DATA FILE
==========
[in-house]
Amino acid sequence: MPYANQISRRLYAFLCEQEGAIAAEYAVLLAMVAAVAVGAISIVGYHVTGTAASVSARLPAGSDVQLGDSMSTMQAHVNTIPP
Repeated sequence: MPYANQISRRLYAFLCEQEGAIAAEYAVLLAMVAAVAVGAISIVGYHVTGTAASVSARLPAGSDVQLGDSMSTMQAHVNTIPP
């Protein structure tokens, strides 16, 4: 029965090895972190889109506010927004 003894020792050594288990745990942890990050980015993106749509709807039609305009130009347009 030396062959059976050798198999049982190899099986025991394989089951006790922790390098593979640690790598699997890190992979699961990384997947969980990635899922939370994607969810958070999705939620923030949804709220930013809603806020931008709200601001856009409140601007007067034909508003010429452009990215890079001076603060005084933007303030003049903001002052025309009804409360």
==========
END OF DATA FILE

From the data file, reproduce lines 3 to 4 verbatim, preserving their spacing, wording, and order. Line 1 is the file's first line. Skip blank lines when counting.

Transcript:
Repeated sequence: MPYANQISRRLYAFLCEQEGAIAAEYAVLLAMVAAVAVGAISIVGYHVTGTAASVSARLPAGSDVQLGDSMSTMQAHVNTIPP
């Protein structure tokens, strides 16, 4: 029965090895972190889109506010927004 003894020792050594288990745990942890990050980015993106749509709807039609305009130009347009 030396062959059976050798198999049982190899099986025991394989089951006790922790390098593979640690790598699997890190992979699961990384997947969980990635899922939370994607969810958070999705939620923030949804709220930013809603806020931008709200601001856009409140601007007067034909508003010429452009990215890079001076603060005084933007303030003049903001002052025309009804409360």